Writer/director Sean Ellis may have filmed his werewolf creeper Eight for Silver before the pandemic, but it certainly arrives at an opportune moment. A mysterious contagion befalls the members of an English settlement in the 1800s — people are disappearing, either mauled or bitten by a wolf-like creature that stalks the moors. Those that survive their bites soon disappear, only for another werewolf to show up in their place and repeat the cycle. John McBride (Boyd Holbrook), a pathologist new in town, recognizes the cause immediately: an ancient Romani curse, likely spurred by land baron Seamus Laurent’s (Alistair Petrie) brutal genocide of the Romani people who called that land their home.
Creaky stereotypes about the Romani people aside (and it’s an element that shouldn’t be ignored when discussing this film), there’s a lot to like about Eight for Silver’s proof of concept and spooky, atmospheric presentation. Ellis, who also serves as his own DP, drenches the English countryside in reams of fog and candlelight, allowing for all manner of spooky, gory moments to leap out from the shadows.
The twists on the werewolf myth are similarly interesting, morphing the beasts into strange, muscular, hairless creatures who act more like a carapace to the infected human host than the full-body transformations of the past. And, of course, it serves as a well-intentioned fable about the horrors of colonization and English imperialism — the film’s most harrowing shot involves not werewolves, but a minute-long uninterrupted long shot of the methodical massacre of the Romani village.
But for all the appeal of a sumptuous, bigger-budget take on Hammer horror, Eight for Silver suffers from an overabundance of patience. At two hours, the premise is strained far beyond its limits, and the audience often finds itself waiting just as impatiently as the characters for something to happen.
It doesn’t help that the film takes itself a bit more seriously than it should, overcommitting to its haunting horrors and not taking enough moments to relish in its schlocky premise. The cast — including Holbrook, who’s admittedly really charming here — plays through this thing like it’s Downton Abbey, when I wish it was 10% more like The Curse of the Werewolf. And for all its atmosphere, it leans a little too hard on the jump scare as a method for horror, even though Ellis admirably keeps the wolf itself largely out of sight, reserved mostly for quick flashes of blood-splattering gore. It’s also partly due to the comparative rubberiness of the CG creature, a likely project of the film’s modest budget.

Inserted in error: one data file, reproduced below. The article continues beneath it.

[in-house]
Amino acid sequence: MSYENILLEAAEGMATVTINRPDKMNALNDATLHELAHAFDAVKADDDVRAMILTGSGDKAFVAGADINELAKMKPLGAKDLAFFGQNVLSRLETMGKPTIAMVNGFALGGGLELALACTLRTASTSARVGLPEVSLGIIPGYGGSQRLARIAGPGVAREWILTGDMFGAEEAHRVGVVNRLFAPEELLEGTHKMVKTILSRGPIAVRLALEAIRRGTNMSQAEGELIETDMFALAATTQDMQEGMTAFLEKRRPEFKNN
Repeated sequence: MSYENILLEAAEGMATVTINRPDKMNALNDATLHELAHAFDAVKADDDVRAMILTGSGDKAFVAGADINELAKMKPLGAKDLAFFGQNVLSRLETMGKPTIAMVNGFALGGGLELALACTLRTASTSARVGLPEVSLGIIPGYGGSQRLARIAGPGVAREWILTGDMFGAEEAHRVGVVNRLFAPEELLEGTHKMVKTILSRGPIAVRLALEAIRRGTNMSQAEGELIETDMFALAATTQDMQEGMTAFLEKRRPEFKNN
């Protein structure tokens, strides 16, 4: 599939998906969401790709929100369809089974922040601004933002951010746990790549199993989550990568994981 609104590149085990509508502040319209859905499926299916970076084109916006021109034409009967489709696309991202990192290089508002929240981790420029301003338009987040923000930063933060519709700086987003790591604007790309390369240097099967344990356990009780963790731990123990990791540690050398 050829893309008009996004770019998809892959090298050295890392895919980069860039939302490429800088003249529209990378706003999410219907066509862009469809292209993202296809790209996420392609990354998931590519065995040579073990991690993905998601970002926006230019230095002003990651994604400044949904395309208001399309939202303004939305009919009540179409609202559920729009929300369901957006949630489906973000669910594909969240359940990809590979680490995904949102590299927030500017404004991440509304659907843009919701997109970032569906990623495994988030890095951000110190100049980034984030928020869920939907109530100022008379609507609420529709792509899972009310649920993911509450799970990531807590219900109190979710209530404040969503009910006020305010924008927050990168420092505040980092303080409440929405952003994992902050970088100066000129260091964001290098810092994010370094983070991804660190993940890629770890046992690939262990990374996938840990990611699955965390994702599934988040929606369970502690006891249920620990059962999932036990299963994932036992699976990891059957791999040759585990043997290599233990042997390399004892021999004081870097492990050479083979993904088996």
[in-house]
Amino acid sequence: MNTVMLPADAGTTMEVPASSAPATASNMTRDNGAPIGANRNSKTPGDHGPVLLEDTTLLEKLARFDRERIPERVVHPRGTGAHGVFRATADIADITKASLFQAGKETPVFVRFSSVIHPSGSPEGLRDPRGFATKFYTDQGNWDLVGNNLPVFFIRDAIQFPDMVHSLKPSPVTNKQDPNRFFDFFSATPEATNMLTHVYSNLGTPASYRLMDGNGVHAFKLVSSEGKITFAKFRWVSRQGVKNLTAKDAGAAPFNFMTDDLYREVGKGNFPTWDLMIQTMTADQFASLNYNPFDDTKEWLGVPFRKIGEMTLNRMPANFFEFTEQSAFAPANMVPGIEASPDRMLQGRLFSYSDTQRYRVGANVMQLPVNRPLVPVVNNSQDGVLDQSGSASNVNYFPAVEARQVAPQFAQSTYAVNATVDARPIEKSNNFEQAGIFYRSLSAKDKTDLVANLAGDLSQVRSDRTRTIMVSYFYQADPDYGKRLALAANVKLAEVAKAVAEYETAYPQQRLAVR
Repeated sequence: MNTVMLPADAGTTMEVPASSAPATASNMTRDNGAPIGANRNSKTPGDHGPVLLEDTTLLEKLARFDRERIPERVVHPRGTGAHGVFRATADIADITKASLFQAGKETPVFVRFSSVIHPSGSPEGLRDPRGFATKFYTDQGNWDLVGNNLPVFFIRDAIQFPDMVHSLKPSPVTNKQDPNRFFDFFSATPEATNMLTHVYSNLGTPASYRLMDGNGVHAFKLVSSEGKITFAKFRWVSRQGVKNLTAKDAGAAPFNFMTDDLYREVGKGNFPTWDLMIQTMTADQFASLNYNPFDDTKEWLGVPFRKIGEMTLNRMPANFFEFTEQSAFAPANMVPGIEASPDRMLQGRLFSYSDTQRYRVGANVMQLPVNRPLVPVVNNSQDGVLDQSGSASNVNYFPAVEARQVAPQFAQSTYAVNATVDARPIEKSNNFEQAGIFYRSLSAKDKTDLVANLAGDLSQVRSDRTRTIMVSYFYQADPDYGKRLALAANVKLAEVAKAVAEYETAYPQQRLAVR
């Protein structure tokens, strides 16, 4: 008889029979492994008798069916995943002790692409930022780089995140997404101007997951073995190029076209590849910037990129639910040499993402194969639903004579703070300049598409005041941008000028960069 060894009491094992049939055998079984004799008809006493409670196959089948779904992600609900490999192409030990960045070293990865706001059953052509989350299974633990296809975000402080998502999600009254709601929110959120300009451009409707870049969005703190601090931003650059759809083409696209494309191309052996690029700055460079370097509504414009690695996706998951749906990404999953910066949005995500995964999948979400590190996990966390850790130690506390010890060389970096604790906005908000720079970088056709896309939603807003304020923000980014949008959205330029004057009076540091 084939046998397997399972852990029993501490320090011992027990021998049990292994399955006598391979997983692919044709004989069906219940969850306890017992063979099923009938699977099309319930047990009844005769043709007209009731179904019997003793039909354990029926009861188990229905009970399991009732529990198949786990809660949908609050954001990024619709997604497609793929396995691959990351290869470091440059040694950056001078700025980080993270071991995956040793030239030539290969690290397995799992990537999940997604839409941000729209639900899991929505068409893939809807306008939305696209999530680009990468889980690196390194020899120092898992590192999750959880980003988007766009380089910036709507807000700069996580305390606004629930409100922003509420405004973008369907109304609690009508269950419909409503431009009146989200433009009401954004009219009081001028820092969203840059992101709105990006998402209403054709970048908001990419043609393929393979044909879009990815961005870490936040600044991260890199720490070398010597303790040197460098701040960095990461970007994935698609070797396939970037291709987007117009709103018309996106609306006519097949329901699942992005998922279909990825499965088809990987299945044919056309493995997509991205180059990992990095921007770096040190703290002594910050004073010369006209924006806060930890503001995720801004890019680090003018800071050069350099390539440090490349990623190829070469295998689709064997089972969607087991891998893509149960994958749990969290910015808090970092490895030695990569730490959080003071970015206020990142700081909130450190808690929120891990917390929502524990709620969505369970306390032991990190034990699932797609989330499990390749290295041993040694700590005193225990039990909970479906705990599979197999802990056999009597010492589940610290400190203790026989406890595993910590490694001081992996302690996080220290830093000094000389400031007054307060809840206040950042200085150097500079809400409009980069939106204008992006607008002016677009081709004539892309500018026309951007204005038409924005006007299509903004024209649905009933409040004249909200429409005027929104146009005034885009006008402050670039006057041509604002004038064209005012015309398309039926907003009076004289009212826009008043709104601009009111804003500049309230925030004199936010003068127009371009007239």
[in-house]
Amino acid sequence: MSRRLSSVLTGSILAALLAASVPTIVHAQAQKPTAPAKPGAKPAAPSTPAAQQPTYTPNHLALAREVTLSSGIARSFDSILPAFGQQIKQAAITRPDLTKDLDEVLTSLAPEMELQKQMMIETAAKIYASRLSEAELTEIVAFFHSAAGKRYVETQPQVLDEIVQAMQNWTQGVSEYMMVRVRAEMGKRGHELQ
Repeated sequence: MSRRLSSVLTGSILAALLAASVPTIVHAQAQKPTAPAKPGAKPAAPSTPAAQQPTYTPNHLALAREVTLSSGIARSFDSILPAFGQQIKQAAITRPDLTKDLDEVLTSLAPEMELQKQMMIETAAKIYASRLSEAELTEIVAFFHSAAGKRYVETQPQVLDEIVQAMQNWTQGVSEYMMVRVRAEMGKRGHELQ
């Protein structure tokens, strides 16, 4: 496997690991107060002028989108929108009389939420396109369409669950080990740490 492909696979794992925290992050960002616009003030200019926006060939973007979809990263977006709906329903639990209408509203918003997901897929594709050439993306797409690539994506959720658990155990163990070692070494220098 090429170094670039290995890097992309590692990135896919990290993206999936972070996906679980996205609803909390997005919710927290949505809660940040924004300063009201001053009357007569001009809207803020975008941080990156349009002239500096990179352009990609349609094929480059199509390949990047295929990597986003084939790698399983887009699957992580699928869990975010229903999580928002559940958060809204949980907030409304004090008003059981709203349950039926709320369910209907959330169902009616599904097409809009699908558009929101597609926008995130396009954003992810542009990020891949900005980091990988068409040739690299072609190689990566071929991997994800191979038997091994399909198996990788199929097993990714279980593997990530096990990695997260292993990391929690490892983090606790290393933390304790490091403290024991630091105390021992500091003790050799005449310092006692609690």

Still, there’s plenty to enjoy when Eight for Silver cares to lean in on its gruesome strengths. A mid-film examination of one of the creatures features some suitably squicky practical creature effects a la Carpenter’s The Thing, and the werewolf’s attacks are deliciously rendered with buckets of blood and severed limbs.
“It should have been a short” is a well-worn homily for most films accused of being too long, but Eight for Silver might do well to heed that advice. Save Holbrook (whose McBride should immediately launch a monster-hunting franchise), none of the characters are memorable enough to sustain a slow-burn atmospheric thriller, and the slow burn nature of the scenario might well strain even the most patient horror fans. There’s also a poorly-calculated framing device that goes for Gothic intrigue but just ends up letting us know who’s probably going to be alive at the end.
But if Ellis had just trimmed the fat and left us with the good stuff, he’d have something absolutely fantastic on his hands. He just needs to learn how to kill his darlings — preferably with silver bullets melted from a cursed set of werewolf dentures.
This review is from the 2021 Sundance Film Festival. Image courtesy of Sean Ellis / Sundance Institute.